Anxiety in Penn’s state

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There’s no excuse. A beautiful state, the right time of year, wonderful, near perfect weather, and great people. So why this shroud of anxiety? A self inflicted wound is the answer. Since entering the Commonwealth, I have been anxious about one thing or another. The goal looms over my every step. Anything could threaten my projected September 20th arrival at the symbolic George Washington Bridge … every “what if” sits squarely on my chest. I squirmed and fretted over those “hills” of western Pa. They seemed so Chaotic and never let my path make a straight line east. I must count and recount the miles each night. The goal would seem to slip further away some nights. Rarely do I take time to acknowledge the success of a good days walk.

Tomorrow looms powerfully in the psyche, and steals most of my attention. This body/machine of mine has many aches and pains … Will one pain become a “show stopper.” I’ve worried endlessly about the directions, or a lack of directions. Somehow in the midst of this state of mind I manage to walk the miles. Today was another 20 mile day. New York is less than 150 miles away. 10 days remain to get there. What need do I have with this anxiousness? Barring a bolt of lightening, i’ll make that bridge with a few days to spare.

Tonight I’ve taken a few deep breaths and relaxed. I’m thinking of these past days in Pennsylvania… these days that have slipped by in my rush of heightened expectation. What wonderful moments I have had here. For starters the maze of hills provided vistas and hidden valleys that I’ll never see at 3 miles per hour again. Eventually they yielded to the uniform ridges and long valleys of central Pennsylvania. The farmland became a tapestry woven by a multitude of crops at various states of life. The artisans of this landscape, the Amish, projected a lifestyle in tune with climate action. Their carbon footprint is very small by choice. It was not a choice made to save their world from carbon emissions, but rather a choice made to keep their communities anchored to these fields I walked thru. I wish some of their sensibilities had found a way into my life, and the lives around me. I was so very close at 3 miles per hour. I could walk with their children as they made their way home from school with lunch cooler in hand, and bare feet on the pavement. I could see the skittish eyes of a 3 mule team as it past me with harvested stalks of corn laying on the flat bed wagon it pulled. These are moments that raised my spirit, and gave me hope. We have immense capabilities of variation and change.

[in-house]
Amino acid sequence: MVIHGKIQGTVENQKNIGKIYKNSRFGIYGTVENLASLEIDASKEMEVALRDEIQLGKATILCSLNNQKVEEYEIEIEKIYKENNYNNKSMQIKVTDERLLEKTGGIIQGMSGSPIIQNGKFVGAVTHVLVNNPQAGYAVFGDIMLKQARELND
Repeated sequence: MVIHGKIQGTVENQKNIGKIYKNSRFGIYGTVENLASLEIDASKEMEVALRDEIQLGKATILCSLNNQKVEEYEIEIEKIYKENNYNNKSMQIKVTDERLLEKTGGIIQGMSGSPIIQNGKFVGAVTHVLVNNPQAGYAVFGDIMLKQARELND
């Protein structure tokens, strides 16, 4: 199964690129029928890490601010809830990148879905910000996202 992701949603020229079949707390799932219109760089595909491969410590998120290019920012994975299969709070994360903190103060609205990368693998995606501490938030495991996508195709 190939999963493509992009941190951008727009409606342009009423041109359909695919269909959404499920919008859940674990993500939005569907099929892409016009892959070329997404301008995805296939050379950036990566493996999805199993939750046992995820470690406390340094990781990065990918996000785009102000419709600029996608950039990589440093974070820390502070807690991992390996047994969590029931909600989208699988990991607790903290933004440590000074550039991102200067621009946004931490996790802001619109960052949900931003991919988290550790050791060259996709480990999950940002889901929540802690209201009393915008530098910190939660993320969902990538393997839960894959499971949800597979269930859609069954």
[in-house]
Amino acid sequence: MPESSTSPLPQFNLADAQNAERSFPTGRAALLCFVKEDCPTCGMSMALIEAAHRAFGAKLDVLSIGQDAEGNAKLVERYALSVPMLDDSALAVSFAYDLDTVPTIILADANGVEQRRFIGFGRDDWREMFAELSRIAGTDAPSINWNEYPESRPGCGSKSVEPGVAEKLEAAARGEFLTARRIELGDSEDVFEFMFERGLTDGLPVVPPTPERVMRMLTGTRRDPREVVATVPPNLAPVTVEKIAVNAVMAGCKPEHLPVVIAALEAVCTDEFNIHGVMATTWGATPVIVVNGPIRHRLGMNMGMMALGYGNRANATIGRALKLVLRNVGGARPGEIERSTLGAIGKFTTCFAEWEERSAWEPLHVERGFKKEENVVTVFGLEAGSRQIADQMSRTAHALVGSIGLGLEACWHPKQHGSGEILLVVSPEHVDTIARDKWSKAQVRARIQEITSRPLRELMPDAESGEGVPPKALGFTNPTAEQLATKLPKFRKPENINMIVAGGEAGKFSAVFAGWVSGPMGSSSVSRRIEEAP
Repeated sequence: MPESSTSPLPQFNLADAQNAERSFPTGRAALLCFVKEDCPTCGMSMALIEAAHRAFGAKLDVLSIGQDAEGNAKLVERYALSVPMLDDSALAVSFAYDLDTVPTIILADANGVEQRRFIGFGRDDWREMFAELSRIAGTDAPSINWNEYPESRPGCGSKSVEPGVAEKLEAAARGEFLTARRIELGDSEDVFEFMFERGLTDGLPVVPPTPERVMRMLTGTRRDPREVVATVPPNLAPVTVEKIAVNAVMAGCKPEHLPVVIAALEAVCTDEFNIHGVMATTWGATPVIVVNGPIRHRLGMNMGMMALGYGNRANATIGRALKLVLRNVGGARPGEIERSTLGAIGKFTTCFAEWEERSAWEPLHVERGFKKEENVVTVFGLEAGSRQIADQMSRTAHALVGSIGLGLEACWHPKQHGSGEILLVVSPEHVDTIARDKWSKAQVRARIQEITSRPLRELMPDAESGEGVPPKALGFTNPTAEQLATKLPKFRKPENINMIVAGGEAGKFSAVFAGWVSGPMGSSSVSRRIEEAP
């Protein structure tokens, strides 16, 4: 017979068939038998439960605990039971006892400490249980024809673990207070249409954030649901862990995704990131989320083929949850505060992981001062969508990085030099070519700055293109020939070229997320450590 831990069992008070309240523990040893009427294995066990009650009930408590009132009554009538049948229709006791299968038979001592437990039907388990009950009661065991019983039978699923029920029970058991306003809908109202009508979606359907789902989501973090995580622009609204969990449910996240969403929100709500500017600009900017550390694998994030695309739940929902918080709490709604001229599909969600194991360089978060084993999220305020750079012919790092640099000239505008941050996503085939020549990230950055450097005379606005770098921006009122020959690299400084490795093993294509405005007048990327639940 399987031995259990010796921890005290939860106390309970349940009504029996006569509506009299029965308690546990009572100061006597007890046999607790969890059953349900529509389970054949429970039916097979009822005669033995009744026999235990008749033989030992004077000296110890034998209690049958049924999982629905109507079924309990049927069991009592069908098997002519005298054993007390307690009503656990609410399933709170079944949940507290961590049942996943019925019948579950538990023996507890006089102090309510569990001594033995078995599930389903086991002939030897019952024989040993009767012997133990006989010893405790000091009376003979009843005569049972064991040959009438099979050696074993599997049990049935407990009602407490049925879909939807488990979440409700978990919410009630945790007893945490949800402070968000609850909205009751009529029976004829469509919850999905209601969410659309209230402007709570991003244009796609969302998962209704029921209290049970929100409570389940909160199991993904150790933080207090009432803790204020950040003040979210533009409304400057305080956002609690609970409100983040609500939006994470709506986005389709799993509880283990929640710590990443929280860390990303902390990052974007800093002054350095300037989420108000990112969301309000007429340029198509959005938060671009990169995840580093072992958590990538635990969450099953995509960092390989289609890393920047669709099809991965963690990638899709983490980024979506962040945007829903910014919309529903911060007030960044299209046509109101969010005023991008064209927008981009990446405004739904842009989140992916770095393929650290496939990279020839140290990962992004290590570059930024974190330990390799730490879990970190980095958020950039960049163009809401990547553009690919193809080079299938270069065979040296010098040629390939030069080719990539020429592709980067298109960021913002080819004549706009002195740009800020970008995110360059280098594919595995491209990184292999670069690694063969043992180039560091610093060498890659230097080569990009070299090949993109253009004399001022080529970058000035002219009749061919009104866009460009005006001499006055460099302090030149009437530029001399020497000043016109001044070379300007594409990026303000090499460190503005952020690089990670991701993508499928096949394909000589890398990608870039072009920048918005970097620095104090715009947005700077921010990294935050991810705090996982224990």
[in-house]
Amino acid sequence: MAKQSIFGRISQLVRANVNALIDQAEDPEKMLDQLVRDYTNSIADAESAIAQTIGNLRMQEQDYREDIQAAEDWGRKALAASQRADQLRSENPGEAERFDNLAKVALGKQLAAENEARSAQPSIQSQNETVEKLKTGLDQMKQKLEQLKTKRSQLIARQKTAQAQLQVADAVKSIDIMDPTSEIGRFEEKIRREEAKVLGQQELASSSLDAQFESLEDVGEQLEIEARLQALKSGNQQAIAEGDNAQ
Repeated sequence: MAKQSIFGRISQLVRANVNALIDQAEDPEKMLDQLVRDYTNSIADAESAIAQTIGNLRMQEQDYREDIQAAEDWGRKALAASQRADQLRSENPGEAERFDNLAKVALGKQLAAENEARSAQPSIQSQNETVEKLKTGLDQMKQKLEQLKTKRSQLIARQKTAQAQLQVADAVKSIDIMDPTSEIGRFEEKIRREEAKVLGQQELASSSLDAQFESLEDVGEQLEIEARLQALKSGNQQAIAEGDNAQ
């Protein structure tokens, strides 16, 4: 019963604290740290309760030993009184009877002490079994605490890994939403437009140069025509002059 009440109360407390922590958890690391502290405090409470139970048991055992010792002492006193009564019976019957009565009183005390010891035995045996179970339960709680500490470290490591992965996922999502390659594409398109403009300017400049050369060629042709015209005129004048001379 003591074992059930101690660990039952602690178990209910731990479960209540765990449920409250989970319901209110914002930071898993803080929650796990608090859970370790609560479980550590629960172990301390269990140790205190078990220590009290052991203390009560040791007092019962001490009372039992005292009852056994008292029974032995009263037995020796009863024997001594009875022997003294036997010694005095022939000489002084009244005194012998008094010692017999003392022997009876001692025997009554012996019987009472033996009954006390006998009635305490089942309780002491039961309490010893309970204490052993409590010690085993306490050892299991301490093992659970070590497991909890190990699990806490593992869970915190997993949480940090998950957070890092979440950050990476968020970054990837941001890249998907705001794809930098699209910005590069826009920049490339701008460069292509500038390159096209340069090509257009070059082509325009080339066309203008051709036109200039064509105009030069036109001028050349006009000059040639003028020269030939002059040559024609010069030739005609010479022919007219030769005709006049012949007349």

More on Pennsylvania later. I have four more days of walking across her back.

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The garden and laundry

The garden and laundry

A church marquee

A church marquee

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Amish harvesting corn in Brush Valley

Amish harvesting corn in Brush Valley

Walking central Pennsylvania

Walking central Pennsylvania

The Amish of Brush valley

The Amish of Brush valley

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Old school in Millheim Pa.

Old school in Millheim Pa.

Mifflinburg cemetery

Mifflinburg cemetery

Hiking into Lewisburg Pa

Hiking into Lewisburg Pa

The Susquehanna River

The Susquehanna River

9 thoughts on “Anxiety in Penn’s state

  1. Betty Norment

    You’ve got it now, Buddy! You have inspired so many and touched so many and surely you have been watched over every step of the way! You have been so close to the country that it has become a part of you. Your pictures show a depth of emotion that I’ve never heard you share verbally, but obviously you carry with you!